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Running with the Buffaloes: A Season Inside with Mark Wetmore, Adam Goucher and the University of Colorado Men's Cross-country Team Paperback – 1 Jul 2003


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Product details

  • Paperback: 260 pages
  • Publisher: The Lyons Press (1 July 2003)
  • Language: English
  • ISBN-10: 1585748048
  • ISBN-13: 978-1585748044
  • Product Dimensions: 22.8 x 15.4 x 2.1 cm
  • Average Customer Review: 4.4 out of 5 stars  See all reviews (7 customer reviews)
  • Amazon Bestsellers Rank: 414,887 in Books (See Top 100 in Books)

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Product Description

Review

"Lear's tale of the 1998 Colorado cross country season is part tragedy, part biography and part training window to one of the country's best programs. It deserves its cult-classic status and is worthy of another read every few years." --"Running Times"

About the Author

Chris Lear attended the Pingry School in Martinsville, New Jersey. A gifted runner, he capped his senior season with a 4:09 mile at the Golden West Invitational. The time made him New Jersey's fastest high school miler of the 1990s. He graduated from Princeton University in 1996, where he earned All-Ivy, All-East, and All-America honours, and was a two-time cross-country captain. He lives in Boulder, Colorado.

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The team stretches in silence, finishing their pre-race preparation before ambling off, one by one, to the starting line. Read the first page
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Customer Reviews

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Most Helpful Customer Reviews

1 of 1 people found the following review helpful By Blue Aardvark on 23 Oct. 2009
Format: Paperback
I have read this book on a number of occaisons, generally in the lead up to a UK Cross Country season. The differences between the UK and US are obvious from the book, but this does not take away from a really interesting insight into American Collegiate sport. It is written in a nice way which I found hard to put down. It gives you a good feel for athletes on the team, so much so I felt quite emotional at one point in the book as the team faces the trials and tribulations of running, keeping healthy and student life.
The reason I re read the book is that I find it quite a good motivational tool, for my own running (admitably at a lower level), but it gets me out doing the sessions. So basically if you enjoy competitive running I think you will probably enjoy this book.
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By Michael Wright on 11 Oct. 2013
Format: Paperback Verified Purchase
Being a British middle distance athlete, I always look with envy on the unashamed vociferous passion that United States collegiate athletes hold not only in their athletics, but in their sports in general.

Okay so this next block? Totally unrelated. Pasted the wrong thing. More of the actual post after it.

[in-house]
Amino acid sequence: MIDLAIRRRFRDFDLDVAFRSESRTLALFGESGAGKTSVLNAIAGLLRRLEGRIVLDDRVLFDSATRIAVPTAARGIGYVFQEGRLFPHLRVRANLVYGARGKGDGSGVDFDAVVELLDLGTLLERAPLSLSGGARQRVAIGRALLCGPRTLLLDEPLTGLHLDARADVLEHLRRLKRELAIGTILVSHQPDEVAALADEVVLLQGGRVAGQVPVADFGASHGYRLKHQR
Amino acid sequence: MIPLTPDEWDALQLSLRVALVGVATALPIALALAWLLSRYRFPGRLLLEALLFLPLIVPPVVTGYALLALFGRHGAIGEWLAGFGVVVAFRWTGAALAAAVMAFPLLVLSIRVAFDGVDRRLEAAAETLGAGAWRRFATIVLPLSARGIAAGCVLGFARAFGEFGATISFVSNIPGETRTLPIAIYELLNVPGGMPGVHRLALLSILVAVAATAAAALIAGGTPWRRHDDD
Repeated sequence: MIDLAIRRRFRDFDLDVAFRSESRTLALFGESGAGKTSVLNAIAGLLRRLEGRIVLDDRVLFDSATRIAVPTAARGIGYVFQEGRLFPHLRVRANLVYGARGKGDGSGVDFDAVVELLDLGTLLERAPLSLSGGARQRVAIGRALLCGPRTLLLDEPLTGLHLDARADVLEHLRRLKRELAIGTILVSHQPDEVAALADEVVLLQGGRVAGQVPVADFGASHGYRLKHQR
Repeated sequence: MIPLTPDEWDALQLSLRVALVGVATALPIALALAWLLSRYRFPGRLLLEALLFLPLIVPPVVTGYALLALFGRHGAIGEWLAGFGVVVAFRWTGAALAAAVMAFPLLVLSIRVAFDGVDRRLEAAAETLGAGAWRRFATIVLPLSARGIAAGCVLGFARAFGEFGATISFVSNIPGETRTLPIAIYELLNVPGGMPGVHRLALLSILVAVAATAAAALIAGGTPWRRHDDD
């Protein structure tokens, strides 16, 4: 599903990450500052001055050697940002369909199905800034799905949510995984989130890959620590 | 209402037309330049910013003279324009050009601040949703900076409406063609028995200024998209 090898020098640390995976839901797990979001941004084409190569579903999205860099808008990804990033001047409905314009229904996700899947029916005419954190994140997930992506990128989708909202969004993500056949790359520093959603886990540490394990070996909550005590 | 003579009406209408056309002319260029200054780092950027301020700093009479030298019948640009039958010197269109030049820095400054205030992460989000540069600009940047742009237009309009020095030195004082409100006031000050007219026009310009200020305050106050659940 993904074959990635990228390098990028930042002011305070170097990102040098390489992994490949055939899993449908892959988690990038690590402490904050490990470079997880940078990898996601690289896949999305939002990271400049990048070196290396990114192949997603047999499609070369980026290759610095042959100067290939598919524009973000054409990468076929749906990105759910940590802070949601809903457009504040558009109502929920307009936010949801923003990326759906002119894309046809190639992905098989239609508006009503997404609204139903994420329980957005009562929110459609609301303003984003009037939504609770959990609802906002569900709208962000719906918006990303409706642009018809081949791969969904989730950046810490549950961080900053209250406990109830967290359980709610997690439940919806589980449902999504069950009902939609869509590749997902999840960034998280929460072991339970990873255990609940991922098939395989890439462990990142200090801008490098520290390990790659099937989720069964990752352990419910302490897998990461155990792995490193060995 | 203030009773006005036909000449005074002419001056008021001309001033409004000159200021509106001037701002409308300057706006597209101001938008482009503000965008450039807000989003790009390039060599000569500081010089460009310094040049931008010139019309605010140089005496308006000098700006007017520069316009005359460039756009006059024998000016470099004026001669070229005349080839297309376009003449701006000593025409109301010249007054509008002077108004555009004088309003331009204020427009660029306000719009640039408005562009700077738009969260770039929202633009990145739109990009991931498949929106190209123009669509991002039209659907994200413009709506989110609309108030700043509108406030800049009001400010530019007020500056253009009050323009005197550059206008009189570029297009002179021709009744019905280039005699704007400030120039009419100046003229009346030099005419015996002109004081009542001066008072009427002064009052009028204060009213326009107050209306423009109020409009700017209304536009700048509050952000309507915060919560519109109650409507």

Mr Lear does well to capture this, and the camaraderie instilled by the University of Colorado Men’s Cross-Country team, with whom the author spends a season, is inspiring, and at particular eventful points, deeply moving.

Behind the unrelenting energy, I did not find the book to be particularly well written, and the efforts made to track the progress of many of the athletes in the team, as opposed to focusing upon only a select few, led to this reader easily losing his mental foothold of the characters involved.

In a bid to capture the essence of what it means to be a competitive distance runner, the text does not surpass the achievements of 1978 classic 'Once a Runner', which adorns the olive wreath of this reviewer's book shelf.

All the being stated, the text is undoubtedly a recommended read for all endurance athletes, and for those who have competed for university athletic teams in a previous life, a pleasant period of nostalgia awaits as you watch a group of young men trying their damndest to be as good as they can be.
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By Jonathan Ryan on 9 Sept. 2012
Format: Paperback Verified Purchase
An outstanding book written for serious runners. I enjoyed this book from start to finish even though I peaked at the results at the end so always knew what was going to happen. Author Lear devotes just the right number of pages to every topic of interest including Wetmore's training methods and philosophy, Goucher, the races themselves and the tragic incident about two-thirds of the way through.
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One of the best, and most inspiring running books ever written. I simply couldn't put it down. I felt like I was joining the Buffaloes on their journey, and have been inspired to train harder.
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